Elbow commands your attention. I’m not quite sure how, but I think that the likeability factor and the charisma of singer Guy Garvey might have something to do with it. He’s a proper frontman who can dictate an audience. And he seems genuine when he shouts a cliche line like ‘You guys are great!’ or ‘We love being here!’. But I guess most of all it’s the music. The beautiful songs of Elbow.

Time Machine

The summer of 2011 is the most miserable one (weather wise I mean) that I can remember. It’s even worse here in Amsterdam this year than the four summers I lived in Ireland. The Irish summers are notorious for their rain and relatively low temperatures, but they’ve got nothing on this Dutch one. And so, as it continues to rain outside, I focus on music. Playing music, buying music, watching YouTube videos or music documentaries.

And my favourite passtimes during miserable, rainy days are buying vinyl records or going through my vinyl collection, reading the sleeve notes, putting some records on I haven’t played in a while… Geeky stuff, I know. Let’s face it, the vinyl record is so much more beautiful than a cd (even though I’ve got quite a selection of those as well). And as much as I would like to encourage people to buy mp3’s instead of downloading them for free, digital music doesn’t do it for me. Yes, I’ve got an iPod to listen to music while on my way to work. But buying from iTunes doesn’t give me the same exciting feeling as going to a record shop and buying a real life record (or two… or three…) after browsing for an hour or so.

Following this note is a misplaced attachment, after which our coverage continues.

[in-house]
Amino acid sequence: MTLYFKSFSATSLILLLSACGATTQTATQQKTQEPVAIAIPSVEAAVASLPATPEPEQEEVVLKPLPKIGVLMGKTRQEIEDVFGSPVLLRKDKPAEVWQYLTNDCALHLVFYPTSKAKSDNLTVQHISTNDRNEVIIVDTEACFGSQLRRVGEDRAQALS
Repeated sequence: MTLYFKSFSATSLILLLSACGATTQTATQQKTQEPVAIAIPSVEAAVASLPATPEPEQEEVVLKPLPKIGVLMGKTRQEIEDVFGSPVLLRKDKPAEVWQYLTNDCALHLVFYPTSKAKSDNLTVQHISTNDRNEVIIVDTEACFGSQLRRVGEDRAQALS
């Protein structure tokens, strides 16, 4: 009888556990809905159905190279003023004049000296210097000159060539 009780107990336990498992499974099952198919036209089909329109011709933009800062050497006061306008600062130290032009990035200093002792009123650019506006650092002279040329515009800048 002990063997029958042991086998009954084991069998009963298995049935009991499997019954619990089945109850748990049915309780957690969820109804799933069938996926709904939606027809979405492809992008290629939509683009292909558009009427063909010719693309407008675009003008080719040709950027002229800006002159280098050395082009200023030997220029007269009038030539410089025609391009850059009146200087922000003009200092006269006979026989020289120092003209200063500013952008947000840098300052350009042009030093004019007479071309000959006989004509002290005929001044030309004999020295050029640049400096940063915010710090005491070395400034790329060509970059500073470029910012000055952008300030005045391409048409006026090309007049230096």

I actually feel sorry for the generations who aren’t aware of the beauty of all of this. There are plenty of kids out there who don’t know what a record is. They probably still know what a cd is, but it’s just a matter of time before they have mostly disappeared out of the shops as well. Although… there is hope on the horizon! I recently read that vinyl sales in the first half of 2011 are up 55% and that vinyl is making a come back.

Just the other day I came across a series of photos of the HMV record shop on Oxford Street in London in the sixties. I swear, if I had a time machine… that’s exactly where I’d go!

Highlight of the year…